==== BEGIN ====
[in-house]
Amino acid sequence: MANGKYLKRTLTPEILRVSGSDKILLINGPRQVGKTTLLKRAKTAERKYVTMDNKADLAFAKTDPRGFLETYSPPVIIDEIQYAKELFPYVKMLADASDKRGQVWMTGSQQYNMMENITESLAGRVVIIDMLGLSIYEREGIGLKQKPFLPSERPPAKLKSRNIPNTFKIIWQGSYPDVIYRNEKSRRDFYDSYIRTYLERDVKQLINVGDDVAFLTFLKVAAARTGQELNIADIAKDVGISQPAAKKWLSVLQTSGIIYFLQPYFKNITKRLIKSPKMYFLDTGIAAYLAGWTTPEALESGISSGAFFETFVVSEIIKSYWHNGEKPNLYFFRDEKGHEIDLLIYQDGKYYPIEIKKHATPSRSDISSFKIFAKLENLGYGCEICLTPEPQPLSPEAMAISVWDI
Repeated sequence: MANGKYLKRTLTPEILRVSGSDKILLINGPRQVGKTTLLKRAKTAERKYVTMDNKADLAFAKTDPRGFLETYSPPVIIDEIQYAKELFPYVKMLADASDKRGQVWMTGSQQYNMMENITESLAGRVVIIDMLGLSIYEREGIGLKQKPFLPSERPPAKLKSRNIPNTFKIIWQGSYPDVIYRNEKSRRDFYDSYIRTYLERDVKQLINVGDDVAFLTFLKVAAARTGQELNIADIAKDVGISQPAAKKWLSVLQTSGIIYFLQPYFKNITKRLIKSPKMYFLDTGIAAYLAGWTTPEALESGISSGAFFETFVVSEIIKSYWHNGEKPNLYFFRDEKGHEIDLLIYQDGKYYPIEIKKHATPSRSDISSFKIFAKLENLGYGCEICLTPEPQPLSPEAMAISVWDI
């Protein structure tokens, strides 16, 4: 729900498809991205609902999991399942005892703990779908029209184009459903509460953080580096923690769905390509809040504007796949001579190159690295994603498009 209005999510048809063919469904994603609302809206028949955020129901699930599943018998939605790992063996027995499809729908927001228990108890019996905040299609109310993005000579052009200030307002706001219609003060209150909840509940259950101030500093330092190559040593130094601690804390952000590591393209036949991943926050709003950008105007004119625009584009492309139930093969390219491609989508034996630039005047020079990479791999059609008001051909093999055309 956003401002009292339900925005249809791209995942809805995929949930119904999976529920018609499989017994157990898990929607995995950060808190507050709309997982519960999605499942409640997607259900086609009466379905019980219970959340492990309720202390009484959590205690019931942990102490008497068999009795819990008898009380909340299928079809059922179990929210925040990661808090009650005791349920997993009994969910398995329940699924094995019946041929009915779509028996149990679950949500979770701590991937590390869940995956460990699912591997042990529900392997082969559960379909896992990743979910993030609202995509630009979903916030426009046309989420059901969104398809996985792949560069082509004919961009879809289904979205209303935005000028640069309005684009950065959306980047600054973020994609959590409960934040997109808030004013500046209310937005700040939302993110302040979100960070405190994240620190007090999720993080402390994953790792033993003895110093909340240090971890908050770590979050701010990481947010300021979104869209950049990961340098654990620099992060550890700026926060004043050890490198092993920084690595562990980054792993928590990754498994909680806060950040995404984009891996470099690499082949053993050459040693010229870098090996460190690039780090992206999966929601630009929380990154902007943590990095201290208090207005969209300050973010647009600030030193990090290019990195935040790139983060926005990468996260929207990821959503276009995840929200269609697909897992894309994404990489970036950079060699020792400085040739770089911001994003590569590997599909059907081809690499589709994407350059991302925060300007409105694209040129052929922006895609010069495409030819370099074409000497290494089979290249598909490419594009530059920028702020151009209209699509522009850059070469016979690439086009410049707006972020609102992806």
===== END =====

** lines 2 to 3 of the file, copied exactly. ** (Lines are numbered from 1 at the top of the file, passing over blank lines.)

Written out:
Amino acid sequence: MANGKYLKRTLTPEILRVSGSDKILLINGPRQVGKTTLLKRAKTAERKYVTMDNKADLAFAKTDPRGFLETYSPPVIIDEIQYAKELFPYVKMLADASDKRGQVWMTGSQQYNMMENITESLAGRVVIIDMLGLSIYEREGIGLKQKPFLPSERPPAKLKSRNIPNTFKIIWQGSYPDVIYRNEKSRRDFYDSYIRTYLERDVKQLINVGDDVAFLTFLKVAAARTGQELNIADIAKDVGISQPAAKKWLSVLQTSGIIYFLQPYFKNITKRLIKSPKMYFLDTGIAAYLAGWTTPEALESGISSGAFFETFVVSEIIKSYWHNGEKPNLYFFRDEKGHEIDLLIYQDGKYYPIEIKKHATPSRSDISSFKIFAKLENLGYGCEICLTPEPQPLSPEAMAISVWDI
Repeated sequence: MANGKYLKRTLTPEILRVSGSDKILLINGPRQVGKTTLLKRAKTAERKYVTMDNKADLAFAKTDPRGFLETYSPPVIIDEIQYAKELFPYVKMLADASDKRGQVWMTGSQQYNMMENITESLAGRVVIIDMLGLSIYEREGIGLKQKPFLPSERPPAKLKSRNIPNTFKIIWQGSYPDVIYRNEKSRRDFYDSYIRTYLERDVKQLINVGDDVAFLTFLKVAAARTGQELNIADIAKDVGISQPAAKKWLSVLQTSGIIYFLQPYFKNITKRLIKSPKMYFLDTGIAAYLAGWTTPEALESGISSGAFFETFVVSEIIKSYWHNGEKPNLYFFRDEKGHEIDLLIYQDGKYYPIEIKKHATPSRSDISSFKIFAKLENLGYGCEICLTPEPQPLSPEAMAISVWDI